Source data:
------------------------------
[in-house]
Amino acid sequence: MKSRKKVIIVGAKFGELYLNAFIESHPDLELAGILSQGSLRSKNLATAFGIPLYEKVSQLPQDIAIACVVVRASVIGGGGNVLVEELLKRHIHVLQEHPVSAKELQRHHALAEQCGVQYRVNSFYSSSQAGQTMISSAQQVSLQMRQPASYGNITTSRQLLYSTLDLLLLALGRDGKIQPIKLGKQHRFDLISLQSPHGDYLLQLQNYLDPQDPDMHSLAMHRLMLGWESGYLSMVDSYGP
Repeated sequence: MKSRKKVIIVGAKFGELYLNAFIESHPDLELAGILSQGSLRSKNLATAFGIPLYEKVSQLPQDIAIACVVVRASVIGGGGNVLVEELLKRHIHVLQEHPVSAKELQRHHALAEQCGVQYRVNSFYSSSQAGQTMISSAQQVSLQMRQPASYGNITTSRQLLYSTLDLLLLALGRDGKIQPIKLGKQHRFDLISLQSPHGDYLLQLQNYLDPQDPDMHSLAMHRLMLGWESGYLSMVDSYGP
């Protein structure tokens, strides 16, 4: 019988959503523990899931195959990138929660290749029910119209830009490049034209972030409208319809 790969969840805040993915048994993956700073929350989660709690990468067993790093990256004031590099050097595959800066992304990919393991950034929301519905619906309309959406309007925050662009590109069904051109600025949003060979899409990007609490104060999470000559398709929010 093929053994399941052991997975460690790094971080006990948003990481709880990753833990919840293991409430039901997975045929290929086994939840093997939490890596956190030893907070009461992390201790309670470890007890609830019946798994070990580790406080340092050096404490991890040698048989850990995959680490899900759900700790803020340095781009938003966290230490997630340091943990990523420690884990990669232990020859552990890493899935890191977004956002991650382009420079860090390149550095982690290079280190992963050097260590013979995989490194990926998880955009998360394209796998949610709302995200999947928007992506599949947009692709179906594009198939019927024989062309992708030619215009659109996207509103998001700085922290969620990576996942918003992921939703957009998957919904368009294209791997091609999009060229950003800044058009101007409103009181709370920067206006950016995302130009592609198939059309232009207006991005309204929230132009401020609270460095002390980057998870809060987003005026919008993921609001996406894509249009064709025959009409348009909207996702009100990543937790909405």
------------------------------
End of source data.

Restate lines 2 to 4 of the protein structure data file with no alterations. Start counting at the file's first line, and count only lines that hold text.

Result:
Amino acid sequence: MKSRKKVIIVGAKFGELYLNAFIESHPDLELAGILSQGSLRSKNLATAFGIPLYEKVSQLPQDIAIACVVVRASVIGGGGNVLVEELLKRHIHVLQEHPVSAKELQRHHALAEQCGVQYRVNSFYSSSQAGQTMISSAQQVSLQMRQPASYGNITTSRQLLYSTLDLLLLALGRDGKIQPIKLGKQHRFDLISLQSPHGDYLLQLQNYLDPQDPDMHSLAMHRLMLGWESGYLSMVDSYGP
Repeated sequence: MKSRKKVIIVGAKFGELYLNAFIESHPDLELAGILSQGSLRSKNLATAFGIPLYEKVSQLPQDIAIACVVVRASVIGGGGNVLVEELLKRHIHVLQEHPVSAKELQRHHALAEQCGVQYRVNSFYSSSQAGQTMISSAQQVSLQMRQPASYGNITTSRQLLYSTLDLLLLALGRDGKIQPIKLGKQHRFDLISLQSPHGDYLLQLQNYLDPQDPDMHSLAMHRLMLGWESGYLSMVDSYGP
């Protein structure tokens, strides 16, 4: 019988959503523990899931195959990138929660290749029910119209830009490049034209972030409208319809 790969969840805040993915048994993956700073929350989660709690990468067993790093990256004031590099050097595959800066992304990919393991950034929301519905619906309309959406309007925050662009590109069904051109600025949003060979899409990007609490104060999470000559398709929010 093929053994399941052991997975460690790094971080006990948003990481709880990753833990919840293991409430039901997975045929290929086994939840093997939490890596956190030893907070009461992390201790309670470890007890609830019946798994070990580790406080340092050096404490991890040698048989850990995959680490899900759900700790803020340095781009938003966290230490997630340091943990990523420690884990990669232990020859552990890493899935890191977004956002991650382009420079860090390149550095982690290079280190992963050097260590013979995989490194990926998880955009998360394209796998949610709302995200999947928007992506599949947009692709179906594009198939019927024989062309992708030619215009659109996207509103998001700085922290969620990576996942918003992921939703957009998957919904368009294209791997091609999009060229950003800044058009101007409103009181709370920067206006950016995302130009592609198939059309232009207006991005309204929230132009401020609270460095002390980057998870809060987003005026919008993921609001996406894509249009064709025959009409348009909207996702009100990543937790909405």